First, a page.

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The matrine derivate MASM inhibits astrocyte reactivity and alleviates experimental autoimmune encephalomyelitis in mice

Fan, ZY;Chen, YP;Chen, L;Zhang, XQ;Chen, LL;Lu, B;Wang, Y;Xu, W;Xu, WH;Zhang, JP;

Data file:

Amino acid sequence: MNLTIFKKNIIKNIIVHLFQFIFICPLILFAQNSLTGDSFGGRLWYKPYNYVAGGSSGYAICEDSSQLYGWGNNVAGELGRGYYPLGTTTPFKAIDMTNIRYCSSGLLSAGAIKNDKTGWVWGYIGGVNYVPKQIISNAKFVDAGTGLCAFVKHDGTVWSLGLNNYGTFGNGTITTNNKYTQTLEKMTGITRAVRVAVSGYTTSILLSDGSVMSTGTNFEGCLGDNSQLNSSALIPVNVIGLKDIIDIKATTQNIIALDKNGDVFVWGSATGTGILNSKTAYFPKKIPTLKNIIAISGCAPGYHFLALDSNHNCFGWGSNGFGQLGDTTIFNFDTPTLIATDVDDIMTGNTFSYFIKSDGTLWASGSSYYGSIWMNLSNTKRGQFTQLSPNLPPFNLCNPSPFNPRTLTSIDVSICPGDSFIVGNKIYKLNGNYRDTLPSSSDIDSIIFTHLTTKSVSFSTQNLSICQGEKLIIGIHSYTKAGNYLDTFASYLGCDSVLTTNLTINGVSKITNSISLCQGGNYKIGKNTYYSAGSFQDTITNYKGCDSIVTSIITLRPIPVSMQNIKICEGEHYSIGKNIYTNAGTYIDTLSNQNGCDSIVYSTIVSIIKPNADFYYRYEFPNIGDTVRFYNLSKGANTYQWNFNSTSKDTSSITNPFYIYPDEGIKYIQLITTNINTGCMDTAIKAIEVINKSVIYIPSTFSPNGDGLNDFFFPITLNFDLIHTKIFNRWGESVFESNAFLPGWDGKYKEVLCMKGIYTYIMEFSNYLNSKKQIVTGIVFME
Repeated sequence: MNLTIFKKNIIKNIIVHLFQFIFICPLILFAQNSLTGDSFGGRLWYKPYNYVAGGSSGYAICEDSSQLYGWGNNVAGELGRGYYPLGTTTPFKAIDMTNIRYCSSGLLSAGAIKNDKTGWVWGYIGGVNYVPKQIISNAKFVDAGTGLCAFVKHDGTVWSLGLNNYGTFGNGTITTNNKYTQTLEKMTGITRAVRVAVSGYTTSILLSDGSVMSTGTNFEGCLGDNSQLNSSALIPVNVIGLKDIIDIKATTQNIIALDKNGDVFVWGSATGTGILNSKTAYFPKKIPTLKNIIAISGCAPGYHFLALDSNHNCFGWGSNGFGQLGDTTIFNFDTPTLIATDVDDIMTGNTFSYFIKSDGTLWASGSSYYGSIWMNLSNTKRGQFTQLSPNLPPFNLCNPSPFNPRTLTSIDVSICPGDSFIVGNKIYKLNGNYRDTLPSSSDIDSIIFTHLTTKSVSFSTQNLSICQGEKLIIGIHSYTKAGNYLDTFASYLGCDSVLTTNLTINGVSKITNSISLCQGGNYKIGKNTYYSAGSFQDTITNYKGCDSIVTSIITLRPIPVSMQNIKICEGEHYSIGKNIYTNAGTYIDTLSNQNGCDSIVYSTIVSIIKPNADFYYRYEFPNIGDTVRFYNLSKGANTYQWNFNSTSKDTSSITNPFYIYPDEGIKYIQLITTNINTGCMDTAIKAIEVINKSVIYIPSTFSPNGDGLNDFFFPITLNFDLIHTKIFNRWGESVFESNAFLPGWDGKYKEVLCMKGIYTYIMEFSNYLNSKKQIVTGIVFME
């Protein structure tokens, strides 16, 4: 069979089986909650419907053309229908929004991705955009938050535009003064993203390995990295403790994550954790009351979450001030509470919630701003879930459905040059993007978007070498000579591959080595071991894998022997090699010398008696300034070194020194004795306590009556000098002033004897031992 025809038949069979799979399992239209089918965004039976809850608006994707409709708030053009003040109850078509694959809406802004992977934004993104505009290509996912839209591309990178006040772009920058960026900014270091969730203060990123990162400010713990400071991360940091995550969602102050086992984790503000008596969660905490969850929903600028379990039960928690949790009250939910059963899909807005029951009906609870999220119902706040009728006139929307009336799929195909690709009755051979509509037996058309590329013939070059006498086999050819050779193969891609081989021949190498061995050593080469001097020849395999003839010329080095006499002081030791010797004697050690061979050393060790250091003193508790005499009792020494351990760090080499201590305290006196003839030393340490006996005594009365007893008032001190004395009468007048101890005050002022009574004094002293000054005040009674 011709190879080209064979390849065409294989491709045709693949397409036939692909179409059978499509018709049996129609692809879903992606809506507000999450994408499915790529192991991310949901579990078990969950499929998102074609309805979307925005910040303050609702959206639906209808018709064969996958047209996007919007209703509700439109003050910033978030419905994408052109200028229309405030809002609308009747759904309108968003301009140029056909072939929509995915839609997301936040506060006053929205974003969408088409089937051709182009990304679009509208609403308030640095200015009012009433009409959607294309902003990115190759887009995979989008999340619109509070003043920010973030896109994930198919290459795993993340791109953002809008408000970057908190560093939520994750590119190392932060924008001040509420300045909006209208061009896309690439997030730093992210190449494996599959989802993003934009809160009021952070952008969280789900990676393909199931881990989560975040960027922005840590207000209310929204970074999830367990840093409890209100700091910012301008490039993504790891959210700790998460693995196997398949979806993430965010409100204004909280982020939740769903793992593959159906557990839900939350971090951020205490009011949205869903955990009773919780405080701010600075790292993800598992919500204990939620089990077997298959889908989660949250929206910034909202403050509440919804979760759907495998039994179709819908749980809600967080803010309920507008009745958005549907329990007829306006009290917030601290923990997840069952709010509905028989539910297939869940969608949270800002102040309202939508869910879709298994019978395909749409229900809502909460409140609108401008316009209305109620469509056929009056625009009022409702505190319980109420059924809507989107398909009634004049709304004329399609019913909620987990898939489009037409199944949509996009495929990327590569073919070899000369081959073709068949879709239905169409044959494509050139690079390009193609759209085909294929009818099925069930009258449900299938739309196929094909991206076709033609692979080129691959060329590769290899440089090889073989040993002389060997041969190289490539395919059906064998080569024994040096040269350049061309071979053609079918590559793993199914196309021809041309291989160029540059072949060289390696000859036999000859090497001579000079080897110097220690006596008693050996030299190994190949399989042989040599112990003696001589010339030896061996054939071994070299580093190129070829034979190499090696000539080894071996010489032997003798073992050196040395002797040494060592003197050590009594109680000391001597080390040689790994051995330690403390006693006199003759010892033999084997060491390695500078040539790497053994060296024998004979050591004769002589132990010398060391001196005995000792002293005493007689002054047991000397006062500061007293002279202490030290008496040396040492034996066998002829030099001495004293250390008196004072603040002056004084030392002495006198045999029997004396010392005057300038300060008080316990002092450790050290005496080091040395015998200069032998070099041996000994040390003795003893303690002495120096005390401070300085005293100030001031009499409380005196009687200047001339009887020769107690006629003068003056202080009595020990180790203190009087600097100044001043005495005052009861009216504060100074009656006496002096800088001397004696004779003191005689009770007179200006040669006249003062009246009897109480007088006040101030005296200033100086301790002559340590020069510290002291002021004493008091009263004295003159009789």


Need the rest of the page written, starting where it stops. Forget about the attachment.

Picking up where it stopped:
Astrocytes (AST) play an important role in the pathogenesis of neurological disorders, and their activation is involved in the progression of multiple sclerosis (MS). (6aS, 10S, 11aR, 11bR, 11cS)-10-methylaminododecahydro-3a, 7a-diaza-benzo (de) anthracene-8-thione (MASM), a novel derivative of matrine, exhibits vast pharmacological activities, such as anti-tumor, anti-fibrosis and immune regulation. In this study, we demonstrate that MASM is a promising agent for the treatment of experimental autoimmune encephalomyelitis (EAE). MASM not only inhibited inflammatory responses in LPS-stimulated astrocytes, but also suppressed the formation of reactive A1 astrocyte and maintained astrocytic functions, including the ability to promote synapse formation and phagocytose synapses and myelin debris. Importantly, MASM could significantly alleviate the development of EAE, with significant inhibition of inflammation, demyelination, axon loss and the body weight loss. Meanwhile, MASM also inhibited the activation of astrocytes and improved the function of BBB in vivo. These findings provide novel insights into the protective effect of MASM on EAE, which may be a promising drug candidate for treatment of EAE.